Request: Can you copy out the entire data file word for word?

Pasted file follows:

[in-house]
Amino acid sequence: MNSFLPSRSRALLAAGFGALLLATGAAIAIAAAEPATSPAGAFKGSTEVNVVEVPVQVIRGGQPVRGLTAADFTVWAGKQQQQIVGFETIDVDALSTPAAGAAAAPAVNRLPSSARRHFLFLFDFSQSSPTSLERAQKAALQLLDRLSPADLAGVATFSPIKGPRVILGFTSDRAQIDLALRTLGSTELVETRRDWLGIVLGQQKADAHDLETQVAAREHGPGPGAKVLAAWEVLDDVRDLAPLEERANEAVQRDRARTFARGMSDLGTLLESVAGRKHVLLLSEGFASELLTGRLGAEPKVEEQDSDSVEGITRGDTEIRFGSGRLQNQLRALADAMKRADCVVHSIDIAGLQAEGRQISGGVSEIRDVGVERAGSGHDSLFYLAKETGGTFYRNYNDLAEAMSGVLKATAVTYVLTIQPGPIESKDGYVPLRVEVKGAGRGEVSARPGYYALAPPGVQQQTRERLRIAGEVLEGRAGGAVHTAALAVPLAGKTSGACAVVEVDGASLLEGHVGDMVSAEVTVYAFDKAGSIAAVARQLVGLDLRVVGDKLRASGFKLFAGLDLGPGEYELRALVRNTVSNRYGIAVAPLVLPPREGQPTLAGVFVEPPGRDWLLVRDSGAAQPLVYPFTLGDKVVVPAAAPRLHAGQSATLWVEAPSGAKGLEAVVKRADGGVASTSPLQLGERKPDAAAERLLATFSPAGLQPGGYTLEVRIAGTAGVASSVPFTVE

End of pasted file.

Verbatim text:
[in-house]
Amino acid sequence: MNSFLPSRSRALLAAGFGALLLATGAAIAIAAAEPATSPAGAFKGSTEVNVVEVPVQVIRGGQPVRGLTAADFTVWAGKQQQQIVGFETIDVDALSTPAAGAAAAPAVNRLPSSARRHFLFLFDFSQSSPTSLERAQKAALQLLDRLSPADLAGVATFSPIKGPRVILGFTSDRAQIDLALRTLGSTELVETRRDWLGIVLGQQKADAHDLETQVAAREHGPGPGAKVLAAWEVLDDVRDLAPLEERANEAVQRDRARTFARGMSDLGTLLESVAGRKHVLLLSEGFASELLTGRLGAEPKVEEQDSDSVEGITRGDTEIRFGSGRLQNQLRALADAMKRADCVVHSIDIAGLQAEGRQISGGVSEIRDVGVERAGSGHDSLFYLAKETGGTFYRNYNDLAEAMSGVLKATAVTYVLTIQPGPIESKDGYVPLRVEVKGAGRGEVSARPGYYALAPPGVQQQTRERLRIAGEVLEGRAGGAVHTAALAVPLAGKTSGACAVVEVDGASLLEGHVGDMVSAEVTVYAFDKAGSIAAVARQLVGLDLRVVGDKLRASGFKLFAGLDLGPGEYELRALVRNTVSNRYGIAVAPLVLPPREGQPTLAGVFVEPPGRDWLLVRDSGAAQPLVYPFTLGDKVVVPAAAPRLHAGQSATLWVEAPSGAKGLEAVVKRADGGVASTSPLQLGERKPDAAAERLLATFSPAGLQPGGYTLEVRIAGTAGVASSVPFTVE